I found her manifesto got straight to the point about the mechanics to life the importance of being organised, life skills, the importance of cleaning, organising, caring. These are realistic goals that we set our selves everyday, they are part of what makes us human

My next manifesto are two favourites of mine Gilbert and George.

Gilbert & George’s Laws of Sculptors, a four-point manifesto authored in 1969 

  1. Always be smartly dressed, well groomed relaxed friendly polite and in complete control
  2. Make the world to believe in you and to pay heavily for this privilege
  3. Never worry assess discuss or criticize but remain quiet, respectful and calm.
  4. The lord chisels still, so don’t leave your bench for long.

Both fascinating characters, they hold themselves so gracefully, I remember watching them on a talk show called Paul O’Grady, in the UK and they spoke about how they love to make their art work, which is often watching chat shows, and lots of TV. I found this comment surprising but also not so, because they come across as being so different to everyday life but they are also representative of life too.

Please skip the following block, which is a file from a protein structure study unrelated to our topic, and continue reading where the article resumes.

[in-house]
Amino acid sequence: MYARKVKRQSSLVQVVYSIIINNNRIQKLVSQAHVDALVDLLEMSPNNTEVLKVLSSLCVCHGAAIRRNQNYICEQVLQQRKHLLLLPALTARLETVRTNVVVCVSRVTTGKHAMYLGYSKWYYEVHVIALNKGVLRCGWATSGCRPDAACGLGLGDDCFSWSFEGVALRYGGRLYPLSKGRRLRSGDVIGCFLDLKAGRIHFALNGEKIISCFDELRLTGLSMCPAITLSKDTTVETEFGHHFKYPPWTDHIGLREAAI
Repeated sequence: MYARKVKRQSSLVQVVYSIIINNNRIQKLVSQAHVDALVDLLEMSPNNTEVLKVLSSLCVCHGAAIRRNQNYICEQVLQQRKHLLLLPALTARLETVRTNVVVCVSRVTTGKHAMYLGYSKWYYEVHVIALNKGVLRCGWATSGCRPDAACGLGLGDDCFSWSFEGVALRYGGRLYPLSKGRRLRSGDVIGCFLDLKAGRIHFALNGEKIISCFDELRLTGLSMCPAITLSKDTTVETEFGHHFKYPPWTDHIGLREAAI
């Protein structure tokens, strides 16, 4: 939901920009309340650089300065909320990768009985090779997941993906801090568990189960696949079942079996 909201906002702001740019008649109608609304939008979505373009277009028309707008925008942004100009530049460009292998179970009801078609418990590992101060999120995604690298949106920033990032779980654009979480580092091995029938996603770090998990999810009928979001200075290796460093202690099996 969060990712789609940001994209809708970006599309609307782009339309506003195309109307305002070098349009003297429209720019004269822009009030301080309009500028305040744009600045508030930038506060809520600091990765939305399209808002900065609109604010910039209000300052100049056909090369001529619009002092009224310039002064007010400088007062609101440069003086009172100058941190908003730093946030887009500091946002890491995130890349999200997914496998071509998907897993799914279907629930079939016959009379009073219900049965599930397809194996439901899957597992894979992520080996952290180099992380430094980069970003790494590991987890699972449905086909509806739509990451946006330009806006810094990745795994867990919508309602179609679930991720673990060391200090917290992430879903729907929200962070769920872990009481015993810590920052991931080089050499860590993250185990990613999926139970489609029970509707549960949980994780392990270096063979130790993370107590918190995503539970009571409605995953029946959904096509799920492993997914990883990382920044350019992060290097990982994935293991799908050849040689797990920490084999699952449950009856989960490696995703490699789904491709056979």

Billy Childish
Charles Thomson
(est. 1999)

“Your paintings are stuck,
you are stuck!
Stuck! Stuck! Stuck!”
Tracey Emin

They wrote 20 points here are a few of my favourite.

5.Art that has to be in a gallery to be art isn’t art.

7. The Stuckist is not mesmerised by the glittering prizes, but is wholeheartedly engaged in the process of painting. Success to the Stuckist is to get out of bed in the morning and paint.

8. It is the Stuckist’s duty to explore his/her neurosis and innocence through the making of paintings and displaying them in public, thereby enriching society by giving shared form to individual experience and an individual form to shared experience.

14. Brit Art, in being sponsored by Saachis, main stream conservatism and the Labour government, makes a mockery of its claim to be subversive or avant-garde.

18. The Stuckist is opposed to the sterility of the white wall gallery system and calls for exhibitions to be held in homes and musty museums, with access to sofas, tables, chairs and cups of tea. The surroundings in which art is experienced (rather than viewed) should not be artificial and vacuous.

Just from reading these 5 points they high light the situation of the art world in the late 90’s and the art worlds thirst to capitalise on art. Personally I have always grappeld with showing my work in white cube spaces to the converted. I’d much rather show my work in a space that is alive and seen by everyone.

I hope to one day write my own artist manifesto………………..watch this space


  1. My favourite from the Other Muswell Hill Stuckists manifesto (which I co-wrote with Edgeworth Johnsstone) is “YBA means you’ll believe anything” (coined by Edgeworth). The last manifesto in the book.

  2. My favourite from the Other Muswell Hill Stuckists manifesto which I co-wrote with Edgeworth Johnstone is “YBA means you’ll believe anything” (coined by Edgeworth). The last manifesto in the book.